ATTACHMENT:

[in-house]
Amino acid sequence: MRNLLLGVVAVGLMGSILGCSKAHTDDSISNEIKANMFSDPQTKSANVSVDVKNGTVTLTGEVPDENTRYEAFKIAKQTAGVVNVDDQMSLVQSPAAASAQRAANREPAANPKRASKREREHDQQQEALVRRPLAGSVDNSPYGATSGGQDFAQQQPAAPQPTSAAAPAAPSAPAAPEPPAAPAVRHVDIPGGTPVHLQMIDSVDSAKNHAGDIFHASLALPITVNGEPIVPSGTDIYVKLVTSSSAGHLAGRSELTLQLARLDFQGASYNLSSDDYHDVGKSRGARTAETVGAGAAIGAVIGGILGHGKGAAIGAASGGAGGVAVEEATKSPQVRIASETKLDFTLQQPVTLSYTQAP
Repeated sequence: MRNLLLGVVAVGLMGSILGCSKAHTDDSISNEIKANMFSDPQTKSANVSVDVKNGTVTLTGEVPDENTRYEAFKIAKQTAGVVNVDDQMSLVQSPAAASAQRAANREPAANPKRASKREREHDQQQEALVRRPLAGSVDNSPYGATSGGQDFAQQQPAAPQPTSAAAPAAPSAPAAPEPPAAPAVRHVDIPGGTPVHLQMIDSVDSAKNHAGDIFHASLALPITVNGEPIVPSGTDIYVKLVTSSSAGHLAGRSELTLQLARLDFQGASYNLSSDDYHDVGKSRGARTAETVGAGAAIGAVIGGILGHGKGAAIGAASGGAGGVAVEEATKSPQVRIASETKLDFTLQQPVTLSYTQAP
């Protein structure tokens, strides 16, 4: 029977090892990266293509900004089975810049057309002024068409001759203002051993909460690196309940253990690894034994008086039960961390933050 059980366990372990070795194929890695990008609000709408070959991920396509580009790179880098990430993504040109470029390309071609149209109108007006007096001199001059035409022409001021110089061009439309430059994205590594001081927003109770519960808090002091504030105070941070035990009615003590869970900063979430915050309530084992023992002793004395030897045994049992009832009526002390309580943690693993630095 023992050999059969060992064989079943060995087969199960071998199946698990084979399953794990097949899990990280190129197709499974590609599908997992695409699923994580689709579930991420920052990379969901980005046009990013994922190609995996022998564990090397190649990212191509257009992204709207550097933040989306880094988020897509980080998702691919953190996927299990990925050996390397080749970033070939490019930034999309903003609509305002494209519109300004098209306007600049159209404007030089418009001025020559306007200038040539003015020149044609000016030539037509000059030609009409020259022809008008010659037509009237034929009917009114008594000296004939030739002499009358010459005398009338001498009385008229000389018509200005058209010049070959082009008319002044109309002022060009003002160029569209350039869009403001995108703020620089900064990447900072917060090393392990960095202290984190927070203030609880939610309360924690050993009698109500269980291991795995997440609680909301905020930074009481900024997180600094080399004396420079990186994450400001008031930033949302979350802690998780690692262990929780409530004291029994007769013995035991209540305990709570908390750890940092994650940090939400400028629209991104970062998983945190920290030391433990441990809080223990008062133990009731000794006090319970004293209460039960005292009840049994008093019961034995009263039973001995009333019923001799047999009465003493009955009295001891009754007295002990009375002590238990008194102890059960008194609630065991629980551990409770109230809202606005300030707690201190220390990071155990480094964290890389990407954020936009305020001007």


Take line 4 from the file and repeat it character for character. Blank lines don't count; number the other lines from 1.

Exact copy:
């Protein structure tokens, strides 16, 4: 029977090892990266293509900004089975810049057309002024068409001759203002051993909460690196309940253990690894034994008086039960961390933050 059980366990372990070795194929890695990008609000709408070959991920396509580009790179880098990430993504040109470029390309071609149209109108007006007096001199001059035409022409001021110089061009439309430059994205590594001081927003109770519960808090002091504030105070941070035990009615003590869970900063979430915050309530084992023992002793004395030897045994049992009832009526002390309580943690693993630095 023992050999059969060992064989079943060995087969199960071998199946698990084979399953794990097949899990990280190129197709499974590609599908997992695409699923994580689709579930991420920052990379969901980005046009990013994922190609995996022998564990090397190649990212191509257009992204709207550097933040989306880094988020897509980080998702691919953190996927299990990925050996390397080749970033070939490019930034999309903003609509305002494209519109300004098209306007600049159209404007030089418009001025020559306007200038040539003015020149044609000016030539037509000059030609009409020259022809008008010659037509009237034929009917009114008594000296004939030739002499009358010459005398009338001498009385008229000389018509200005058209010049070959082009008319002044109309002022060009003002160029569209350039869009403001995108703020620089900064990447900072917060090393392990960095202290984190927070203030609880939610309360924690050993009698109500269980291991795995997440609680909301905020930074009481900024997180600094080399004396420079990186994450400001008031930033949302979350802690998780690692262990929780409530004291029994007769013995035991209540305990709570908390750890940092994650940090939400400028629209991104970062998983945190920290030391433990441990809080223990008062133990009731000794006090319970004293209460039960005292009840049994008093019961034995009263039973001995009333019923001799047999009465003493009955009295001891009754007295002990009375002590238990008194102890059960008194609630065991629980551990409770109230809202606005300030707690201190220390990071155990480094964290890389990407954020936009305020001007």